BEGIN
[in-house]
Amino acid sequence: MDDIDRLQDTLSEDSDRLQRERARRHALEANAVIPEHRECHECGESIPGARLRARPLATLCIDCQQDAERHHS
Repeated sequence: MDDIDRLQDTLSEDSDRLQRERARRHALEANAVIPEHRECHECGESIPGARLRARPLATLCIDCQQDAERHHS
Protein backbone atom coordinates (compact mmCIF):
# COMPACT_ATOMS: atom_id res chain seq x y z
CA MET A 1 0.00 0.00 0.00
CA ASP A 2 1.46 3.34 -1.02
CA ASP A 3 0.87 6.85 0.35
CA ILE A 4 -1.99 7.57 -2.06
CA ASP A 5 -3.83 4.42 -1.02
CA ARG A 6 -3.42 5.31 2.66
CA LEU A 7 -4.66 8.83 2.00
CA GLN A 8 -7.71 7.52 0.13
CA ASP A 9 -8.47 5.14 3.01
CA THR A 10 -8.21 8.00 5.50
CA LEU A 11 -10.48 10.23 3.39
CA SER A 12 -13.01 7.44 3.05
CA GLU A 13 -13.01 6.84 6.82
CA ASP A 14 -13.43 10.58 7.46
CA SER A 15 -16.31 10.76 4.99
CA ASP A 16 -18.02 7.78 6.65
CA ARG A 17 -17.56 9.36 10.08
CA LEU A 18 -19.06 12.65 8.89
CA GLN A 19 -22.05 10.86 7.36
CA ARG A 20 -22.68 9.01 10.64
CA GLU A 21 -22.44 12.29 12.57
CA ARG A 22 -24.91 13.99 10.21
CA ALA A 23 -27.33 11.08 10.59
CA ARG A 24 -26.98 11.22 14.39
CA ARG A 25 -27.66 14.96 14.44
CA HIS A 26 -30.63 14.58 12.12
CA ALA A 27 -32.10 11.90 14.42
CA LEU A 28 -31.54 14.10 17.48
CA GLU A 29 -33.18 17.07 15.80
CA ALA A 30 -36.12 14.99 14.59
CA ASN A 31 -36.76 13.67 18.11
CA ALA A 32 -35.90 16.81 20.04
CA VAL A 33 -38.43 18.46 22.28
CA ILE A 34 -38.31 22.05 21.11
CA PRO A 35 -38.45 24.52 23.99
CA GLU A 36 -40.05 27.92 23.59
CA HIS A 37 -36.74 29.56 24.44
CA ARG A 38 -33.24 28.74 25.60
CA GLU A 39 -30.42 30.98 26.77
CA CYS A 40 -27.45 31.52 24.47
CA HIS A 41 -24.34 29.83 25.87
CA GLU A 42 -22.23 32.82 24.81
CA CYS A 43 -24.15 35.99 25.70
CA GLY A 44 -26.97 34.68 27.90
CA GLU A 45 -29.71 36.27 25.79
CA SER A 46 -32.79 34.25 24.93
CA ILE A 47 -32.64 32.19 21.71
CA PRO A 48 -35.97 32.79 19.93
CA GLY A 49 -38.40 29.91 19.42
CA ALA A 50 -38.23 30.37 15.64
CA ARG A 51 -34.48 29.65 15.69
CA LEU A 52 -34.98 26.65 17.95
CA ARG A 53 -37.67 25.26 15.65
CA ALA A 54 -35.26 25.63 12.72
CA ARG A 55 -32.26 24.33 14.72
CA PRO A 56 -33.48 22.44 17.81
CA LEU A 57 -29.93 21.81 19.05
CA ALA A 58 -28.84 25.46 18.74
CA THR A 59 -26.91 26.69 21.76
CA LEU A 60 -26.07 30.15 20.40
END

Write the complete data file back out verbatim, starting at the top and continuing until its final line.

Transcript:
[in-house]
Amino acid sequence: MDDIDRLQDTLSEDSDRLQRERARRHALEANAVIPEHRECHECGESIPGARLRARPLATLCIDCQQDAERHHS
Repeated sequence: MDDIDRLQDTLSEDSDRLQRERARRHALEANAVIPEHRECHECGESIPGARLRARPLATLCIDCQQDAERHHS
Protein backbone atom coordinates (compact mmCIF):
# COMPACT_ATOMS: atom_id res chain seq x y z
CA MET A 1 0.00 0.00 0.00
CA ASP A 2 1.46 3.34 -1.02
CA ASP A 3 0.87 6.85 0.35
CA ILE A 4 -1.99 7.57 -2.06
CA ASP A 5 -3.83 4.42 -1.02
CA ARG A 6 -3.42 5.31 2.66
CA LEU A 7 -4.66 8.83 2.00
CA GLN A 8 -7.71 7.52 0.13
CA ASP A 9 -8.47 5.14 3.01
CA THR A 10 -8.21 8.00 5.50
CA LEU A 11 -10.48 10.23 3.39
CA SER A 12 -13.01 7.44 3.05
CA GLU A 13 -13.01 6.84 6.82
CA ASP A 14 -13.43 10.58 7.46
CA SER A 15 -16.31 10.76 4.99
CA ASP A 16 -18.02 7.78 6.65
CA ARG A 17 -17.56 9.36 10.08
CA LEU A 18 -19.06 12.65 8.89
CA GLN A 19 -22.05 10.86 7.36
CA ARG A 20 -22.68 9.01 10.64
CA GLU A 21 -22.44 12.29 12.57
CA ARG A 22 -24.91 13.99 10.21
CA ALA A 23 -27.33 11.08 10.59
CA ARG A 24 -26.98 11.22 14.39
CA ARG A 25 -27.66 14.96 14.44
CA HIS A 26 -30.63 14.58 12.12
CA ALA A 27 -32.10 11.90 14.42
CA LEU A 28 -31.54 14.10 17.48
CA GLU A 29 -33.18 17.07 15.80
CA ALA A 30 -36.12 14.99 14.59
CA ASN A 31 -36.76 13.67 18.11
CA ALA A 32 -35.90 16.81 20.04
CA VAL A 33 -38.43 18.46 22.28
CA ILE A 34 -38.31 22.05 21.11
CA PRO A 35 -38.45 24.52 23.99
CA GLU A 36 -40.05 27.92 23.59
CA HIS A 37 -36.74 29.56 24.44
CA ARG A 38 -33.24 28.74 25.60
CA GLU A 39 -30.42 30.98 26.77
CA CYS A 40 -27.45 31.52 24.47
CA HIS A 41 -24.34 29.83 25.87
CA GLU A 42 -22.23 32.82 24.81
CA CYS A 43 -24.15 35.99 25.70
CA GLY A 44 -26.97 34.68 27.90
CA GLU A 45 -29.71 36.27 25.79
CA SER A 46 -32.79 34.25 24.93
CA ILE A 47 -32.64 32.19 21.71
CA PRO A 48 -35.97 32.79 19.93
CA GLY A 49 -38.40 29.91 19.42
CA ALA A 50 -38.23 30.37 15.64
CA ARG A 51 -34.48 29.65 15.69
CA LEU A 52 -34.98 26.65 17.95
CA ARG A 53 -37.67 25.26 15.65
CA ALA A 54 -35.26 25.63 12.72
CA ARG A 55 -32.26 24.33 14.72
CA PRO A 56 -33.48 22.44 17.81
CA LEU A 57 -29.93 21.81 19.05
CA ALA A 58 -28.84 25.46 18.74
CA THR A 59 -26.91 26.69 21.76
CA LEU A 60 -26.07 30.15 20.40